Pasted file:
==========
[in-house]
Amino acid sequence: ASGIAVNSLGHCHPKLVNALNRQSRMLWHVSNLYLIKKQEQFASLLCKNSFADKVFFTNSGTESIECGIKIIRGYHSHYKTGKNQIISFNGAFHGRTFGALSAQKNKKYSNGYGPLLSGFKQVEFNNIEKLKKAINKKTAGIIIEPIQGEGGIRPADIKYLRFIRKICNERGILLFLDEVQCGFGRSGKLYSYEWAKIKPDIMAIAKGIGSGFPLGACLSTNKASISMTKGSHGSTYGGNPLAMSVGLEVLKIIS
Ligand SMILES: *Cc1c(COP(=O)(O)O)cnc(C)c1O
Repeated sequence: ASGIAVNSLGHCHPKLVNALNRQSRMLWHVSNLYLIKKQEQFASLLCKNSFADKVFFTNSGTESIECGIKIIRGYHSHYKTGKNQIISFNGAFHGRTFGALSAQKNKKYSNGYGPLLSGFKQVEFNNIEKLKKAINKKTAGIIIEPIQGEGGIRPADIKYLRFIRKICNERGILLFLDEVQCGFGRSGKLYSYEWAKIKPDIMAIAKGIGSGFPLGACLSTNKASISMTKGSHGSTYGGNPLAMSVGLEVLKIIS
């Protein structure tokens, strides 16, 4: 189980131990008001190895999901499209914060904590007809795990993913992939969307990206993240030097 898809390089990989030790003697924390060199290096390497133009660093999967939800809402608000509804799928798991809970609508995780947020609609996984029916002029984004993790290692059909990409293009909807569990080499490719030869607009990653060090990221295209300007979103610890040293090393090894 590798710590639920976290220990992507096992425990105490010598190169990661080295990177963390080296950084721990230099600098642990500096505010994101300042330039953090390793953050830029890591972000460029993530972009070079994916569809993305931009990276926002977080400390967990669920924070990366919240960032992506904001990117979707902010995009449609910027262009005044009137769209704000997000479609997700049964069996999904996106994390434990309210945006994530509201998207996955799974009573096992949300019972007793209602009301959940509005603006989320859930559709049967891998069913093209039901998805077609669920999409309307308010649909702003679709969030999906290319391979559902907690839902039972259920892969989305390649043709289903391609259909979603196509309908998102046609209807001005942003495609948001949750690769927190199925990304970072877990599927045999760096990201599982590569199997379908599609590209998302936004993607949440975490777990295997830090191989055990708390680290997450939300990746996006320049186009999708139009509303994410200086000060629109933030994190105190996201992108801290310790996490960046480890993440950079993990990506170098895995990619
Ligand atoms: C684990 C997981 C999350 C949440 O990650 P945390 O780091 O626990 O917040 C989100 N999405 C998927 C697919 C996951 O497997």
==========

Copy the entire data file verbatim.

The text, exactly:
[in-house]
Amino acid sequence: ASGIAVNSLGHCHPKLVNALNRQSRMLWHVSNLYLIKKQEQFASLLCKNSFADKVFFTNSGTESIECGIKIIRGYHSHYKTGKNQIISFNGAFHGRTFGALSAQKNKKYSNGYGPLLSGFKQVEFNNIEKLKKAINKKTAGIIIEPIQGEGGIRPADIKYLRFIRKICNERGILLFLDEVQCGFGRSGKLYSYEWAKIKPDIMAIAKGIGSGFPLGACLSTNKASISMTKGSHGSTYGGNPLAMSVGLEVLKIIS
Ligand SMILES: *Cc1c(COP(=O)(O)O)cnc(C)c1O
Repeated sequence: ASGIAVNSLGHCHPKLVNALNRQSRMLWHVSNLYLIKKQEQFASLLCKNSFADKVFFTNSGTESIECGIKIIRGYHSHYKTGKNQIISFNGAFHGRTFGALSAQKNKKYSNGYGPLLSGFKQVEFNNIEKLKKAINKKTAGIIIEPIQGEGGIRPADIKYLRFIRKICNERGILLFLDEVQCGFGRSGKLYSYEWAKIKPDIMAIAKGIGSGFPLGACLSTNKASISMTKGSHGSTYGGNPLAMSVGLEVLKIIS
């Protein structure tokens, strides 16, 4: 189980131990008001190895999901499209914060904590007809795990993913992939969307990206993240030097 898809390089990989030790003697924390060199290096390497133009660093999967939800809402608000509804799928798991809970609508995780947020609609996984029916002029984004993790290692059909990409293009909807569990080499490719030869607009990653060090990221295209300007979103610890040293090393090894 590798710590639920976290220990992507096992425990105490010598190169990661080295990177963390080296950084721990230099600098642990500096505010994101300042330039953090390793953050830029890591972000460029993530972009070079994916569809993305931009990276926002977080400390967990669920924070990366919240960032992506904001990117979707902010995009449609910027262009005044009137769209704000997000479609997700049964069996999904996106994390434990309210945006994530509201998207996955799974009573096992949300019972007793209602009301959940509005603006989320859930559709049967891998069913093209039901998805077609669920999409309307308010649909702003679709969030999906290319391979559902907690839902039972259920892969989305390649043709289903391609259909979603196509309908998102046609209807001005942003495609948001949750690769927190199925990304970072877990599927045999760096990201599982590569199997379908599609590209998302936004993607949440975490777990295997830090191989055990708390680290997450939300990746996006320049186009999708139009509303994410200086000060629109933030994190105190996201992108801290310790996490960046480890993440950079993990990506170098895995990619
Ligand atoms: C684990 C997981 C999350 C949440 O990650 P945390 O780091 O626990 O917040 C989100 N999405 C998927 C697919 C996951 O497997």